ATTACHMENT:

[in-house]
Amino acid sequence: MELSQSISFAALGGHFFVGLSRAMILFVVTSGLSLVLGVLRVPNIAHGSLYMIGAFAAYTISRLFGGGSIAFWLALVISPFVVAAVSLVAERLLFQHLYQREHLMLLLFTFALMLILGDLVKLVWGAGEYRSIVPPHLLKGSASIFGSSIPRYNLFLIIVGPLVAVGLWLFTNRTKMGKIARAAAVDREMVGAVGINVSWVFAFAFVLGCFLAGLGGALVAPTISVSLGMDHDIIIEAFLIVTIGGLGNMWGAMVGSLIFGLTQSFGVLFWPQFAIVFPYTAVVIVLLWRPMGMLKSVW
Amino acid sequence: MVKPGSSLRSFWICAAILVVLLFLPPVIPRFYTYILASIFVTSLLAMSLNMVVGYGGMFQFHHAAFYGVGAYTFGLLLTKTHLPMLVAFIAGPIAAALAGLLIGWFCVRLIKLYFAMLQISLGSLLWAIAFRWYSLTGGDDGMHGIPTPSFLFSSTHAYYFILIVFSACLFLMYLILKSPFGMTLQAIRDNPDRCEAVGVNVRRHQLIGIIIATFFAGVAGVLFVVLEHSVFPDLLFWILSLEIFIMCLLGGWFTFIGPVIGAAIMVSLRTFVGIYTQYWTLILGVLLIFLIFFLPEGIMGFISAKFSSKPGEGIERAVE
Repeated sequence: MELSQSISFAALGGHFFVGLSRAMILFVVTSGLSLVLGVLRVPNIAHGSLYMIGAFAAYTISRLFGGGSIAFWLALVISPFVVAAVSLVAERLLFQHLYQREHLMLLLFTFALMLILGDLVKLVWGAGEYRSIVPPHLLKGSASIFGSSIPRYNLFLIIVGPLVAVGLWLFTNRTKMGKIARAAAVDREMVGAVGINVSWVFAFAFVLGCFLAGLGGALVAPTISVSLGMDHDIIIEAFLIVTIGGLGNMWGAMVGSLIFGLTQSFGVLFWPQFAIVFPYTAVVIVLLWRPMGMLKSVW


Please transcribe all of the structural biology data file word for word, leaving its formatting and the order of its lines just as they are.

[in-house]
Amino acid sequence: MELSQSISFAALGGHFFVGLSRAMILFVVTSGLSLVLGVLRVPNIAHGSLYMIGAFAAYTISRLFGGGSIAFWLALVISPFVVAAVSLVAERLLFQHLYQREHLMLLLFTFALMLILGDLVKLVWGAGEYRSIVPPHLLKGSASIFGSSIPRYNLFLIIVGPLVAVGLWLFTNRTKMGKIARAAAVDREMVGAVGINVSWVFAFAFVLGCFLAGLGGALVAPTISVSLGMDHDIIIEAFLIVTIGGLGNMWGAMVGSLIFGLTQSFGVLFWPQFAIVFPYTAVVIVLLWRPMGMLKSVW
Amino acid sequence: MVKPGSSLRSFWICAAILVVLLFLPPVIPRFYTYILASIFVTSLLAMSLNMVVGYGGMFQFHHAAFYGVGAYTFGLLLTKTHLPMLVAFIAGPIAAALAGLLIGWFCVRLIKLYFAMLQISLGSLLWAIAFRWYSLTGGDDGMHGIPTPSFLFSSTHAYYFILIVFSACLFLMYLILKSPFGMTLQAIRDNPDRCEAVGVNVRRHQLIGIIIATFFAGVAGVLFVVLEHSVFPDLLFWILSLEIFIMCLLGGWFTFIGPVIGAAIMVSLRTFVGIYTQYWTLILGVLLIFLIFFLPEGIMGFISAKFSSKPGEGIERAVE
Repeated sequence: MELSQSISFAALGGHFFVGLSRAMILFVVTSGLSLVLGVLRVPNIAHGSLYMIGAFAAYTISRLFGGGSIAFWLALVISPFVVAAVSLVAERLLFQHLYQREHLMLLLFTFALMLILGDLVKLVWGAGEYRSIVPPHLLKGSASIFGSSIPRYNLFLIIVGPLVAVGLWLFTNRTKMGKIARAAAVDREMVGAVGINVSWVFAFAFVLGCFLAGLGGALVAPTISVSLGMDHDIIIEAFLIVTIGGLGNMWGAMVGSLIFGLTQSFGVLFWPQFAIVFPYTAVVIVLLWRPMGMLKSVW